Not to name names, but I think this blog should be updated more often. :p
Internet has long been touted as a medium where many different senses will collide -- including visual, aural and sometimes tactile. While I've often used the visual medium to express myself, I've decided to take advantage of the Audioblogger service to express myself using sound. Here's my first post:
It's a brief, and inconsequential, account of my activities tonight. As things develop, I want to post audio messages that take full advantage of the medium. Tonight's post serves merely as a test of the things to come.
If you have any ideas, please drop me a line at ryan -at- rtomedia.com. Thanks.
Wednesday, September 1
Well, not for a while yet anyway. However, Apple Computer announced the new G5 iMacs in Paris yesterday, and they look pretty snazzy. The new computers are up to 2.2 inches thick and pack the new G5 processor.
It's true that this is Apple's consumer CPU so it's missing a lot of the horsepower the professional machines have (on the system bus, expandability, etc.), but I think the simple, elegant design is a winner. Other PC makers have tried this type of form function before (including Apple's 20th Anniversary Mac), but it's always looked like a monitor with CPU guts attached. The new iMac brings monitor and CPU together in a very svelte manner.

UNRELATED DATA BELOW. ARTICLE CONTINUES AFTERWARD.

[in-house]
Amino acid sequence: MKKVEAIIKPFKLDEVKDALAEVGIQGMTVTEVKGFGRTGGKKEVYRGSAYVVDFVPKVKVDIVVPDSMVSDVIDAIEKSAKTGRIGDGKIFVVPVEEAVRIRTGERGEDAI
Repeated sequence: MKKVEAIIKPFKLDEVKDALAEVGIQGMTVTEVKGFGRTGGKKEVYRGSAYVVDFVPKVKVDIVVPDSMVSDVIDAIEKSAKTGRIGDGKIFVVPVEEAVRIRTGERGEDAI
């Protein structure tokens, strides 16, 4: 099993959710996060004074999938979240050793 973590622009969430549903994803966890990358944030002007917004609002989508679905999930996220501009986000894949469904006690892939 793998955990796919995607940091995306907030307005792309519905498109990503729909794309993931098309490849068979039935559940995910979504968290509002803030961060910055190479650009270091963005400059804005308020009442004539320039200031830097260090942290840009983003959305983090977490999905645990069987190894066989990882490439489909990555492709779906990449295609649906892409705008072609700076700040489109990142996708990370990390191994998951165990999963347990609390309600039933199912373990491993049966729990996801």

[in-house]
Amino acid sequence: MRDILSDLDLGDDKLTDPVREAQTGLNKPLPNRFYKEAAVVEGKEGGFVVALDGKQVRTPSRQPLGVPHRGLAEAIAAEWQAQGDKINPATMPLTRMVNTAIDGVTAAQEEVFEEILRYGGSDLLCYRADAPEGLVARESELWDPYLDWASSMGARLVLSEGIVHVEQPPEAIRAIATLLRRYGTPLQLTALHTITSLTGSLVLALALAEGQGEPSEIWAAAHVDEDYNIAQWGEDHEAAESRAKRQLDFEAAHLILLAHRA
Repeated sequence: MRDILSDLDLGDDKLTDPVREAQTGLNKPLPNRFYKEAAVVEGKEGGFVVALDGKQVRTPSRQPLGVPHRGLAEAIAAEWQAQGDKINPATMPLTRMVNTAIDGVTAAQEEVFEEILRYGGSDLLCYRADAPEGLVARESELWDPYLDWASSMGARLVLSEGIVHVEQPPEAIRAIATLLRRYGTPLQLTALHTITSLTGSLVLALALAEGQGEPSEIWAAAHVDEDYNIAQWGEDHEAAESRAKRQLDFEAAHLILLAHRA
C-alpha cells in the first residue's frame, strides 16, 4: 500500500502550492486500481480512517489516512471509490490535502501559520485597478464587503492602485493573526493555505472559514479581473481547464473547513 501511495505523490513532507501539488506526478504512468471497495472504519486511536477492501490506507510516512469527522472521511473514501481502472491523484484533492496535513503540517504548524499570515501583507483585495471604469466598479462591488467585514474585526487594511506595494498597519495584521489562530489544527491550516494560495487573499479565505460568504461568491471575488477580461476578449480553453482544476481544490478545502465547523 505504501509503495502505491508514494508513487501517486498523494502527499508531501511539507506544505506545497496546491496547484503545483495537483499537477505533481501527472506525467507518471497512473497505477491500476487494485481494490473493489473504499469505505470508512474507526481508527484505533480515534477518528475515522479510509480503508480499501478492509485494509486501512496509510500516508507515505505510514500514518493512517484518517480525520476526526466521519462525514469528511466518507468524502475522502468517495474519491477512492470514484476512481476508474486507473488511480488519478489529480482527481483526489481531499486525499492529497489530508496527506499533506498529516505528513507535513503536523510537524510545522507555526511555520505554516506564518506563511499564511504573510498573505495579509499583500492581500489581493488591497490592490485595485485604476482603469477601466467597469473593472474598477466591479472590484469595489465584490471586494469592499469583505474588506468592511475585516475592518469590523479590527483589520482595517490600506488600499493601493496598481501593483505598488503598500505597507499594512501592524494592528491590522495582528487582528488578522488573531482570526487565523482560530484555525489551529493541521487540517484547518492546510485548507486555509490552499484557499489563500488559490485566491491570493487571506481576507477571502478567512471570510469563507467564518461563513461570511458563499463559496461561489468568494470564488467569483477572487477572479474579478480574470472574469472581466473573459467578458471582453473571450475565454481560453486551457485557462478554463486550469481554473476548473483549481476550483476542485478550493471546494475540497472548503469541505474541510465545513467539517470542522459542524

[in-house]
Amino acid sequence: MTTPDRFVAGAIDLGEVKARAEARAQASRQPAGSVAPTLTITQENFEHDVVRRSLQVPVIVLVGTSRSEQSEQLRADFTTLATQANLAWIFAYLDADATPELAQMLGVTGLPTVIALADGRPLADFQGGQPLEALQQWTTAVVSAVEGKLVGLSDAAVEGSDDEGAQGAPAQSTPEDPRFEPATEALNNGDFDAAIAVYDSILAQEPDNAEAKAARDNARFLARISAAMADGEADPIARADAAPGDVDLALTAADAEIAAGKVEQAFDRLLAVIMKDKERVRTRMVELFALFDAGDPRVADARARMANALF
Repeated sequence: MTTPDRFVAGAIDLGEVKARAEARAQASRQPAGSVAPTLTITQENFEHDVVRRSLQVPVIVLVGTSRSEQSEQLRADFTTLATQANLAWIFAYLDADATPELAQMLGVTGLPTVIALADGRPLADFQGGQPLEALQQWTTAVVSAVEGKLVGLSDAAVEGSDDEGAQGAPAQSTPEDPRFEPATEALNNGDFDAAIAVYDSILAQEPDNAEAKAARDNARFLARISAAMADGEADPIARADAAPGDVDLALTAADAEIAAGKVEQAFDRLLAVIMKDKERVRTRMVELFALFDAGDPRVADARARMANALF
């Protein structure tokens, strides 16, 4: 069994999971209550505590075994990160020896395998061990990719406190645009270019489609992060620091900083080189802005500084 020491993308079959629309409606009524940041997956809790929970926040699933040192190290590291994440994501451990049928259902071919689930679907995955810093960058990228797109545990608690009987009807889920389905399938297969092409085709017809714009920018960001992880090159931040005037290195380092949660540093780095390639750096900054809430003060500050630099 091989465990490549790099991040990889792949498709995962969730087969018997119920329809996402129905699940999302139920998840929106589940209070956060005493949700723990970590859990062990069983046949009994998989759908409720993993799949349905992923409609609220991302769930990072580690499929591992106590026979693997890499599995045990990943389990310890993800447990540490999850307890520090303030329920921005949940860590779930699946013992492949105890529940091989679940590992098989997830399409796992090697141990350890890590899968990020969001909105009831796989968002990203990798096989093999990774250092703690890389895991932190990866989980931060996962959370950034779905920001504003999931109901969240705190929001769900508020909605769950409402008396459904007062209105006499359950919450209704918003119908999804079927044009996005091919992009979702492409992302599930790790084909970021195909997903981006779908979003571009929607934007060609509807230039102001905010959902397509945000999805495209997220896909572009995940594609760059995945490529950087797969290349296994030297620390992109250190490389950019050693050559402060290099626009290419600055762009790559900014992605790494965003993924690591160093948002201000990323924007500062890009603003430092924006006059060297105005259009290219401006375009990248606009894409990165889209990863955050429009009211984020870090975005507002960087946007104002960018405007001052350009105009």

I was thinking about buying an eMac (essentially a grown-up CRT iMac) as my next computer, but seeing this new machine makes me want to aim higher.
After many hours, I've finally finished one of my long-term projects. I've been working to clip all of my articles out of old editions of the newspaper. There were a lot to go through, but it's done.
From slowly whittling down massive stacks of paper to just getting through the last few editions, I pulled it off earlier this morning. The entire second series of The Office was there to pull me through.
It was interesting pulling through all those newspapers. As I delved deeper, I saw old events, headlines and bylines from years past that brought many old memories back of happenings and friends who have since left the paper.
The stories ranged from the mundane or typical, like meetings, and localizations to the facinating and bizarre, like the story Steve did about the guy who drank antifreeze. I found sections that I paginated, but completely forgot about doing. The same with photos.
Many of the more memorable stories were there in my clips. It was fun seeing where the stories began and where some of them ended.
So all of my work for the past three-and-a-half years has been reduced to a single box that I'll probably carry around for the rest of my life. It's funny, but I thought there would be more but I'm probably being foolish.
In the end, I'd like to think I did good work. I hope to do even better the next time.